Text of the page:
Plants of
South Australia
Senecio linearifolius var. linearifolius
Compositae
Fireweed Groundsel
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Regional Species Conservation Assessments per IBRA subregion.
Least concern
Near threatened
Rare
Vulnerable
Endangered
Critically endangered
Extinct
Data deficient
Adelaide
Arkaroola
Ceduna
Coober Pedy
Hawker
Innamincka
Marla
Marree
Mount Gambier
Oodnadatta
Renmark
Wudinna
Keith
Yunta
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Etymology

Senecio from the Latin 'senex' meaning an old man; referring to the white pappus attached to the seed. Linearifolius from Latin meaning linear leaves; referring to the narrow long straight leaves.

Distribution and status

Currently only known from one location in the southern Mount Lofty Ranges in South Australia, growing in a swamp. Also found in Victoria and Tasmania. Native. Very rare in South Australia. Common in the other states.
Herbarium region: Southern Lofty
NRM region: Adelaide and Mount Lofty Ranges
AVH map: SA distribution map (external link)

Plant description

Slender to shrubby aromatic perennial to 1.5 m high. Upper-stem leaves very narrow-elliptic, narrow-lanceolate or linear to narrow-linear, to 15 cm long, base with lobe largely discontinuous with lamina, entire or with a smaller lobe or segment near base and on proximal margin. Inflorescence in dense clusters with bright yellow daisy flowers. Flowering between November and March. Fruits are pale brown daisy head. Seeds are brown cylindrical seed to 2 mm long and 0.5 mm wide, covered in short hairs, usually with no pappus which fall off easily. Seed embryo type is spatulate fully developed.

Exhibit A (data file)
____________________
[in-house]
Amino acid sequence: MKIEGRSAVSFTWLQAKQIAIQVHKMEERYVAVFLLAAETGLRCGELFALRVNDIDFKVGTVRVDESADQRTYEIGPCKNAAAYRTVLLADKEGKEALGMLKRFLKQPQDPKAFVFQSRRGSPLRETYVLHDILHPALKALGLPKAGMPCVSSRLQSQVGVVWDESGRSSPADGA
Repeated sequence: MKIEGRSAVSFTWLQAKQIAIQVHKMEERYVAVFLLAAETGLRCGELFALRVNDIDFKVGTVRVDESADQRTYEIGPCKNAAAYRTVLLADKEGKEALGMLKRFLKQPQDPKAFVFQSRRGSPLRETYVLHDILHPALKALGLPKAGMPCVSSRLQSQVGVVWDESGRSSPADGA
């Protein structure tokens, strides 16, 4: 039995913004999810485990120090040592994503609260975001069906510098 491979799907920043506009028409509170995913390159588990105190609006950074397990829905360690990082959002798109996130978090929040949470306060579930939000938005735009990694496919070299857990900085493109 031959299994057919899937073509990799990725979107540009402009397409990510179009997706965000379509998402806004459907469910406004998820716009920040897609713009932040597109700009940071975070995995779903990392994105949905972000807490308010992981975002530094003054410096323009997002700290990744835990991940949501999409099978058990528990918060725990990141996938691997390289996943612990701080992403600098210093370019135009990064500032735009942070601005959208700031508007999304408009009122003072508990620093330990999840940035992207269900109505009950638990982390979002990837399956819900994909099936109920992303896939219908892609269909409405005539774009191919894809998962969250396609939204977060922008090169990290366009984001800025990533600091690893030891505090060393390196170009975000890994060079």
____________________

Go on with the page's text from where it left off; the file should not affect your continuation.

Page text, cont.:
Seed collection and propagation

Collect seeds between January and April. Collect heads that are large and fluffy. Either pick off the whole heads or use your finger and pull off the seeds from the head. Mature seeds will come off easily. Place the heads in a tray for a week to dry. No cleaning is required if only pure seeds are collected. If heads are collected, then rub the heads gently with your hands to dislodge the seeds. Viable seeds will be fat and hard. Store the seeds with a desiccant such as dried silica beads or dry rice, in an air tight container in a cool and dry place. From one collection, the seed viability was high, at 80%.

Seeds stored:
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LocationNo. of seeds
(weight grams)
Number
of plants
Date
collected
Collection number
Collection location
Date
stored
% ViabilityStorage
temperature
BGA17,300 (4.76 g)30+28-Jan-2009DJD1445
Southern Lofty
20-Jul-200980%+5°C, -18°C
Location: BGA — the seeds are stored at the Adelaide Botanic Gardens, MSB — the seeds are stored at the Millennium Seed Bank, Kew, England.
Number of plants: This is the number of plants from which the seeds were collected.
Collection location: The Herbarium of South Australia's region name.
% Viability: Percentage of filled healthy seeds determined by a cut test or x-ray.